Tang ping (躺平, literally translated as “lying flat”) is a term that we have seen circulating online in the last few months. The tang ping movement has emerged as the rallying call of Chinese millennials who have had enough of the rat race.
Exhausted by a culture of hard work with seemingly little reward, young Chinese men and women have taken to this new trend as an antidote to society’s pressure to find jobs and perform well while working long shifts.
The tang ping movement is the action of rebellion against society through a simple act of resistance: lying down and not moving.
Examples of the tang ping way of life include not getting married, not having children, not buying a house or a car and refusing to work extra hours or in more extreme cases, not to hold a job at all.
Does this spell doomsday for Chinese millennials?
Tang ping soon became a buzzword and received much discussion. Supporters portray it as a rejection of struggle and endless striving. Critics say it is defeatist. Chinese state-owned media have urged millennials to reject the idea.
This idea of not overworking, being content with more attainable achievements and allowing time to unwind — has inspired numerous memes and follow-up reports from around the world.
In Singapore, Mothership even came up, tongue-in-cheek, with a local version 站睡 (“zhan shui”, or literally to sleep standing up), which acknowledges that with our aspirations, Singaporeans might not be able to fully commit to doing the absolute bare minimum. Better to 站睡, said the article — do enough to get by, without getting into trouble.
The resonance of 躺平 shows how in every culture, country and in every generation, people are asking themselves what is the meaning behind their existence.
While keeping up to societal pressure and expectations is not just a common phenomenon facing China youths, I believe that this Covid-19 pandemic has also taught us to rethink what really matters in life.
Taking stock of life is necessary
We are officially in the second part of 2021. How time flies as I think back on the resolutions I set at the beginning of the year.
With living day to day keeping our heads above the water, it is good to take time to pause and evaluate about where we are and to learn to be mindful of what is happening around us at the moment.
Consider these things: What are you putting up with at the moment? What do you think you should be doing right now, professionally and personally? How do you currently feel? How do you want to feel?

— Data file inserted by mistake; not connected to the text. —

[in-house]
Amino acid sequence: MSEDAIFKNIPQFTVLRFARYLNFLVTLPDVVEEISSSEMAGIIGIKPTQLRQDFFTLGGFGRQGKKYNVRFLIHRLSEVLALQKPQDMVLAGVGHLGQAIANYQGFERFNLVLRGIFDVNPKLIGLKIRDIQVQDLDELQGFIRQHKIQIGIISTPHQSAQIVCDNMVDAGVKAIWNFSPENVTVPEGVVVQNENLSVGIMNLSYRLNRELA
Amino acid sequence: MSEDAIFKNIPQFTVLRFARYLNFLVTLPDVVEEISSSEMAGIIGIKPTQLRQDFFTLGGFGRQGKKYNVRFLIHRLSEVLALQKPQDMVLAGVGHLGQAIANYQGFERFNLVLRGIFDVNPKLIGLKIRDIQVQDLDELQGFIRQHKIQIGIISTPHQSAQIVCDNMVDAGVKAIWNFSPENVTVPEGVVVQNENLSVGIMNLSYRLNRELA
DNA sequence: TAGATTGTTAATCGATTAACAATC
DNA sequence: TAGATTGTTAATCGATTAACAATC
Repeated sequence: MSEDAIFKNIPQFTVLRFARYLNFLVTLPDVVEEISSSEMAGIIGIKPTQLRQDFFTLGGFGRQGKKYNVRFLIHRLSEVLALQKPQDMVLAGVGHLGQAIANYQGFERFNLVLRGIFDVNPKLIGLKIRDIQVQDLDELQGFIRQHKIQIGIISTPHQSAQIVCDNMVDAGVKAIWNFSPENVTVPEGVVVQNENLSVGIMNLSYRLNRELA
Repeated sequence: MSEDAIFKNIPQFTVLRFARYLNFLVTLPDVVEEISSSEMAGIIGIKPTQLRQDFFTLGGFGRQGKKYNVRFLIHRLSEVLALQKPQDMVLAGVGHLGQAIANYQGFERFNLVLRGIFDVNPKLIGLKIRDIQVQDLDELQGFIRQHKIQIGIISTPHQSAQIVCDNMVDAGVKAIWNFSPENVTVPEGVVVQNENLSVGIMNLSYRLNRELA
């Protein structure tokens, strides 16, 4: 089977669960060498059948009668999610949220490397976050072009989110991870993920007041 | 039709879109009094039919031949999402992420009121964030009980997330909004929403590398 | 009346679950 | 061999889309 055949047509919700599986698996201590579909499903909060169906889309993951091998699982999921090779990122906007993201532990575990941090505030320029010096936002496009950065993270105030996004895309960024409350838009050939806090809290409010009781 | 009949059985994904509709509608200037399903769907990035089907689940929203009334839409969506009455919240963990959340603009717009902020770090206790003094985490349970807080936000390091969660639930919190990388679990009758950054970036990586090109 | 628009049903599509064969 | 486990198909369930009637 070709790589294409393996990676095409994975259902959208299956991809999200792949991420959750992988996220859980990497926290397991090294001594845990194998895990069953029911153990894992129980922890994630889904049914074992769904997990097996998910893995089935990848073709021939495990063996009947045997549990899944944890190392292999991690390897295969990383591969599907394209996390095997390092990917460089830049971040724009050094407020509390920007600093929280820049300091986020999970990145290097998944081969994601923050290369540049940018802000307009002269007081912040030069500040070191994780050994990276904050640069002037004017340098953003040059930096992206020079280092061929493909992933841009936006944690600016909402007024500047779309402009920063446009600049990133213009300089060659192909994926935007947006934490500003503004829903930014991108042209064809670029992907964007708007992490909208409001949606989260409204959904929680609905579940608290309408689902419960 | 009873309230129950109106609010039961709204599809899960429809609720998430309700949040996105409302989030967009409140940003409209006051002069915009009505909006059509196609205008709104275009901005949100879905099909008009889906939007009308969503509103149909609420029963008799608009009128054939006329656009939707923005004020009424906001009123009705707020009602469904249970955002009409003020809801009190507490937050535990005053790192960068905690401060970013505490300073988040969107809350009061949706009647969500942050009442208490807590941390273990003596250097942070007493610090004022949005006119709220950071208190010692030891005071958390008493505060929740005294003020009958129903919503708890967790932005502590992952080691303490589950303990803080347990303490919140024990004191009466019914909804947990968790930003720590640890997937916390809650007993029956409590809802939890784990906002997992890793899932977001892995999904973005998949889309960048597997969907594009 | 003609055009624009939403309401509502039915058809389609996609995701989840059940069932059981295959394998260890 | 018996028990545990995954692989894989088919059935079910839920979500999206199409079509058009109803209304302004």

It is important to find the gap between your expectation, your aspiration and your reality. And to see if you are doing anything to address that mismatch, if any.
This way, we gain a better perspective of where we are, and where we want to be, clearing our headspace that tends to be cluttered with the mess from day to day living and life challenges.
When we do that, we are better able to deal with the external pressures on us — to put pressure from our peers, our friends, our family and society in general, in the proper perspective.
That way, we may not have to reject such expectations wholesale with a 躺平, or to glide through life with a 站睡, because we are steady in our foundations with a 站稳 (“zhan wen”, literally, to stand firm), so to speak.
Then with that confidence, knowing what we want for ourselves, we don’t have to strive (and stress!) to attain external standards of living imposed on us.
Taking a break promotes overall wellness
I think it is important to make the distinction between speaking up and complaining.
Every generation has its problems, and everyone has our fair share of encountering stress that puts us out of our comfort zone. Could it be that young people today are simply being more vocal in expressing our emotions and stress? Everyone gets bruised by life, perhaps our way of dealing with that is by talking more about it.
Stress thresholds are different for every person and while we are all works-in-progress, it helps to exercise greater empathy for people who may be overwhelmed with life.
Strike a balance and find your middle ground
There will always be a gap between what we want for ourselves and what others want us to become.
It is a difficult call here, because while we are responsible for our own mental health, we should also be mindful of the love, consideration and yes, expectations of the people around us.
When their expectations do not match yours, the key is to communicate and find out where they are coming from, so that you can discuss how to meet each other in the middle.
While it is good to consider the love from family and friends or people who care for us that may motivate us to work hard and not disappoint, ultimately we are the owner of our lives and we make that call for ourselves.
Always ask yourself, what about me? What should I do for a life I wish to lead?
Take your time, lie down if you must, then stand up, stand firm and you’ll find your way.